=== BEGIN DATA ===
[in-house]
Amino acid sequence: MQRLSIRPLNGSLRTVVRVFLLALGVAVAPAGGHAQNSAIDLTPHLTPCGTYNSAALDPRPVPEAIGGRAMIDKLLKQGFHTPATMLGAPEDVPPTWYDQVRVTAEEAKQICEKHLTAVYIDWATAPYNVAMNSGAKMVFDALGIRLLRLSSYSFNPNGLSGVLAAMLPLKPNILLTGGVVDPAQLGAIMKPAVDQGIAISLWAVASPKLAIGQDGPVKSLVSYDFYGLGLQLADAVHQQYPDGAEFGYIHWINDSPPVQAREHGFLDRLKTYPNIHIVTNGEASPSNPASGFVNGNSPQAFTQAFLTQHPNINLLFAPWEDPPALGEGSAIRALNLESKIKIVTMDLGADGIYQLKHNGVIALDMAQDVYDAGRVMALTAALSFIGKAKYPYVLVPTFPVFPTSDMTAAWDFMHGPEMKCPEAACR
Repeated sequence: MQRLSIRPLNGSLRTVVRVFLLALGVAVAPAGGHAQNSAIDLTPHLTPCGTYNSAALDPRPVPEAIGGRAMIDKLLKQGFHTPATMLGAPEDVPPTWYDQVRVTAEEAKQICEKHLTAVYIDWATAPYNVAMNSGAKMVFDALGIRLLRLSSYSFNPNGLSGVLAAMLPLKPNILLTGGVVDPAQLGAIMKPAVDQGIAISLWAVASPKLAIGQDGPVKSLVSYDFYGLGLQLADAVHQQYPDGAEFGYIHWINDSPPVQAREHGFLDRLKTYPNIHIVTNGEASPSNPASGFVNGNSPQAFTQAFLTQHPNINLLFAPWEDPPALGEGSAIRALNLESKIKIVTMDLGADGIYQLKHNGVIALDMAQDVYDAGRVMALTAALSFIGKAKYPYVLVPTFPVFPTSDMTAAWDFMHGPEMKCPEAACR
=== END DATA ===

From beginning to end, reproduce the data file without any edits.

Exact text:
[in-house]
Amino acid sequence: MQRLSIRPLNGSLRTVVRVFLLALGVAVAPAGGHAQNSAIDLTPHLTPCGTYNSAALDPRPVPEAIGGRAMIDKLLKQGFHTPATMLGAPEDVPPTWYDQVRVTAEEAKQICEKHLTAVYIDWATAPYNVAMNSGAKMVFDALGIRLLRLSSYSFNPNGLSGVLAAMLPLKPNILLTGGVVDPAQLGAIMKPAVDQGIAISLWAVASPKLAIGQDGPVKSLVSYDFYGLGLQLADAVHQQYPDGAEFGYIHWINDSPPVQAREHGFLDRLKTYPNIHIVTNGEASPSNPASGFVNGNSPQAFTQAFLTQHPNINLLFAPWEDPPALGEGSAIRALNLESKIKIVTMDLGADGIYQLKHNGVIALDMAQDVYDAGRVMALTAALSFIGKAKYPYVLVPTFPVFPTSDMTAAWDFMHGPEMKCPEAACR
Repeated sequence: MQRLSIRPLNGSLRTVVRVFLLALGVAVAPAGGHAQNSAIDLTPHLTPCGTYNSAALDPRPVPEAIGGRAMIDKLLKQGFHTPATMLGAPEDVPPTWYDQVRVTAEEAKQICEKHLTAVYIDWATAPYNVAMNSGAKMVFDALGIRLLRLSSYSFNPNGLSGVLAAMLPLKPNILLTGGVVDPAQLGAIMKPAVDQGIAISLWAVASPKLAIGQDGPVKSLVSYDFYGLGLQLADAVHQQYPDGAEFGYIHWINDSPPVQAREHGFLDRLKTYPNIHIVTNGEASPSNPASGFVNGNSPQAFTQAFLTQHPNINLLFAPWEDPPALGEGSAIRALNLESKIKIVTMDLGADGIYQLKHNGVIALDMAQDVYDAGRVMALTAALSFIGKAKYPYVLVPTFPVFPTSDMTAAWDFMHGPEMKCPEAACR